Reading the face, reading the body

Reading the face and body that nature gave me — what do these features mean? and where did they come from? — and the face and body that I have fashioned, and re-fashioned, over time — what was I aiming for, and why? and what did others make of it? — and my face and body as I use them in action, presenting myself to the (sociocultural) world around me — what sorts of persons do I think I am? and what sorts of persons do others see in me? (Yes, persons. Like everyone, I am a conglomerate of identities and personas.)

Well, yes, life, the universe, and everything. But I can bash at a bit of the answer — if not 42, then maybe 2, or 3, or even 7, or at least some satisfying ancillary information about 2, 3, or 7.

The raw material for these musings is pictures of me collected in my 5/20 posting “Forty facial years”:

1958 through 1995, so not quite 40 years. For my face, in 8 shots, the last two providing more of my body as well. Today just the visuals, with little commentary, beyond locating the photos in time, place, and occasion.

(also, significantly, noting facets of my appearance and of the way I’m presented in the photos).

More photos: 70s Guy. One addition to the 20th-century photos in my 5/20 posting, in between #3 (from 1972) and #4 (from 1982) — 70s Guy, from a newspaper story about my 1977 Fulbright grant to Sussex Univ.:

(#1) Oh, the hair. And the pretty eyes. The photographer (a guy of 18 or 19) openly flirted with me (I was 36 at the time), which was gratifying to me on several levels, starting with the fact that his gaydar pinged on me when I wasn’t aware that I was broadcasting signals

That’s a handsome — and at the time fashionable — deep blue shirt I’m wearing, but there are no slogans or symbols anywhere on me; I have a “light” voice — a consequence of a fairly shallow oral cavity, like my dad — but not an identifiably Gay Voice; I don’t do any stereotyped gay eye things (wide eyes, slant eyes, eye rolling); nor do I do any of the stereotyped gay posture or gesture things (cocked hip, hands out on hips, limp wrist). The photographer was in fact cute, but at the outset I took him to be straight, and I don’t ever come onto straight guys, so I gave him no intense over-long gaze, didn’t check out his crotch, didn’t comment on his looks — but then he did all those things to me, so we were suddenly in Gay Flirt Mode, which is a nice place to be. Totally unserious, but pleasurable for both parties. (Yes, he told me that I had a lovely smile. I told him that if he wanted to get on the other side of the camera, he could be a model.)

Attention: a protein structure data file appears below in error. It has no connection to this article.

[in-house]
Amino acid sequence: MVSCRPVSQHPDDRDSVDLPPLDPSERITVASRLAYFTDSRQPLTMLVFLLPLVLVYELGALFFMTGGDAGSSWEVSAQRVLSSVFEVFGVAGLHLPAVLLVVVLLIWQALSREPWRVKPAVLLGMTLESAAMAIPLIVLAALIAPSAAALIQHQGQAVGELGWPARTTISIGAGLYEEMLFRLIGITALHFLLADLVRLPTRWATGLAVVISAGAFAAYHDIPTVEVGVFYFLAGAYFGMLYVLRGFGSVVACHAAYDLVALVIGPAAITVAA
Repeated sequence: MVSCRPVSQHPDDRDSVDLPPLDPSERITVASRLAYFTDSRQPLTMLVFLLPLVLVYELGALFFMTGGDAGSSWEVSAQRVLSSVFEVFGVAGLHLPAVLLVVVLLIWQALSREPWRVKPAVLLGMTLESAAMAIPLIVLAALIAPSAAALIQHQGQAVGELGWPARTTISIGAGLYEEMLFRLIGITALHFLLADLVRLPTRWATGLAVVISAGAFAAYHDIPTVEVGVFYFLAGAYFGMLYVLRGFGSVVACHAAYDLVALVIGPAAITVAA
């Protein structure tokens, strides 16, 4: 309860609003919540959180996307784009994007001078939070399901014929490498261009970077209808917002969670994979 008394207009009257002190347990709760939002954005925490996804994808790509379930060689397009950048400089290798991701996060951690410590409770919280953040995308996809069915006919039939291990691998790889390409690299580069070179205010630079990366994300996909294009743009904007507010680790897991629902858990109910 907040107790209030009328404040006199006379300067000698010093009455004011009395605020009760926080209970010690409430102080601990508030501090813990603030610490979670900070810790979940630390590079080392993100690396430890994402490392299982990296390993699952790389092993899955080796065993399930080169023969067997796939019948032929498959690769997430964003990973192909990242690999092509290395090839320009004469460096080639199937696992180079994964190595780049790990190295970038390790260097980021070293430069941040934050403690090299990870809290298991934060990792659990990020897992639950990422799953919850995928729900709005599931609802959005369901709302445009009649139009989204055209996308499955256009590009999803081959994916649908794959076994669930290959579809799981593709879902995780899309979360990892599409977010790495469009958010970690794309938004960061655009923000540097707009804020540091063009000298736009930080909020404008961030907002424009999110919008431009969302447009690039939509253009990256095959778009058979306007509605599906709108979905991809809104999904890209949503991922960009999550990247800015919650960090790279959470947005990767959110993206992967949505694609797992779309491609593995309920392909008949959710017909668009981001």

(To locate the photo in my life: when it was taken, I had both a wife and a husband-equivalent (who was my wife’s lover as well as mine) and was openly living with them in a married triple. While I was in Brighton on that Fulbright (during which I gave invited papers all around the UK and wrote quite a lot), I picked up not one, but two, boyfriends, almost incomprehensibly different in their social and sexual identities, sharing little beyond their passions for kissing and for lovingly pronging me as often as possible; as it happens, my wonderfully desirable ass is actually relevant to my discussion below. Life is complicated. Things happen.)

More photos: 21st-Century Guy. Photos #5 (1986) an #6 (ca. 1991) in the 5/20 posting were for a long time my go-to photos for publicity. But eventually you can’t get away with passing off photos of yourself from 20 to 40 years ago, so I got a new go-to photo for the 21st century, a photo posed for photographer Elizabeth Daingerfield Zwicky:

(#2) Gone gray, still the pretty eyes, looking contemplative, in a long-favorite shirt, with a hand position that some have taken to be subtly faggy, which would be fine by me

The EDZ photo has now been used in publicity for the Linguistic Society of America’s Arnold Zwicky Award, recognizing “LGBTQ+ linguists who have made significant contributions to the discipline, the society, or the wider LGBTQ+ community through research, programming, activism, public service, or significant publications in LGBTQ+ linguistics”; the first awardee, Kirby Conrod, was announced in October — see my 10/21/21 posting “LSAZ1”.

More photos: the Ancient Butch Faggot. Re-fashioned as a tough old guy, flagrantly, uncompromisingly, queer, but smiling with the eyes, those sweet crinkly eyes:

(#3) The buzzcut (butch, but also an old man’s easy-care haircut), the silver-eagle eyebrows (Arnold is etymologically ‘sea-eagle strong’), the crinkly eyes: he’s taking no shit, embracing any slur you want to sling at him, and also really sweet (from a 12/5/21 photo by Kim Darnell)

Apparently I go around smiling with my eyes whether I intend to or not, so I give off huge happy vibes, which total strangers respond to by smiling back at me and saying hi, no matter what in-your-face t-shirt I’m wearing, no matter that I’m an old fat disabled guy using a walker to get around. (People tend to avert their eyes from the confrontational, the old, the fat, and (especially) the disabled, but apparently radiating niceness can counteract all of that. And then that makes me even happier, so we’re all in a positive feedback loop.) A week ago, out on the street, a little kid in a stroller waved wildly at me, wreathed in smiles, proclaiming “You have a stroller — like me!” Despite the fact that I was wearing a 100%-Certified Queer t-shirt, her mother smiled happily at me too. The high point of my day.